Therefore, the complaints should be rejected in full and a petition to dismiss the complaint as groundless should be submitted, in particular given the fact that the Commission was informed about all activities of the Polish party. Another argument for the dismissal is that Poland decided to prove the efficiency and the relevance of its activities on the basis of research. Therefore, 1/3 of production forests in the Białowieża Forest on Natura 2000 site was covered by passive conservation without any possibility of logging, and 2/3 is subject to remedial measures aimed at restoring economic activity from the period before the Białowieża Forest was included in Natura 2000, thus ensuring the integrity of SCI and SPA sites, i.e. also protection of habitats and species listed in SDF of 2007.
The Białowieża Forest is a natural treasure. It is a cultural and natural heritage of local community, Polish forestry model and Polish approach to environmental protection. It is an example to be followed for the entire world in terms of sustainable development, of which Natura 2000 is a performance indicator. To this end, the essence of Natura 2000 should be comprehended, which requires in-depth environmental knowledge combined with historical knowledge and logical mathematical thinking. Local community should not be offended, but rather be considered a source of knowledge, as the Forest suffered the worst in the periods when local community was affected by negative events. Each disregard or hostile treatment of the people translated into damages for animals and trees. Anytime an outsider arrived with the sense of superiority and self-righteousness and ignored the locals, the Forest was affected.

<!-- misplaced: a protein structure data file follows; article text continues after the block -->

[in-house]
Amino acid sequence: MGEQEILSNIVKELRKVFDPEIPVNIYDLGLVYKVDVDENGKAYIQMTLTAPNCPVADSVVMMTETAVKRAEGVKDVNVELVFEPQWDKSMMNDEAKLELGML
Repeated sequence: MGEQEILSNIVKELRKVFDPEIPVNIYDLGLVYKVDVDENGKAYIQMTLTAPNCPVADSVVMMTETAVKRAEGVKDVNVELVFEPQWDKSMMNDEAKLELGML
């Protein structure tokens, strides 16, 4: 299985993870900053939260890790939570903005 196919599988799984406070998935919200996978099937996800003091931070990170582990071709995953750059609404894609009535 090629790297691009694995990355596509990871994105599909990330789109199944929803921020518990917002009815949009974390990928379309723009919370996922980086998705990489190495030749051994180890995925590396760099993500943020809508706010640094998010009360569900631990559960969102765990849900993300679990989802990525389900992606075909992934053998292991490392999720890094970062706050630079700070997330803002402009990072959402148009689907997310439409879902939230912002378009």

See “Program for the Bialowieza Forest as the cultural and natural UNESCO-heritage and the area of Natura 2000 network worked out by the Minister of the Environment, Prof. Dr. hab. Jan Szyszko and General Director of the State Forests, Dr. Konrad Tomaszewski” (pdf, file, size: 356 kB)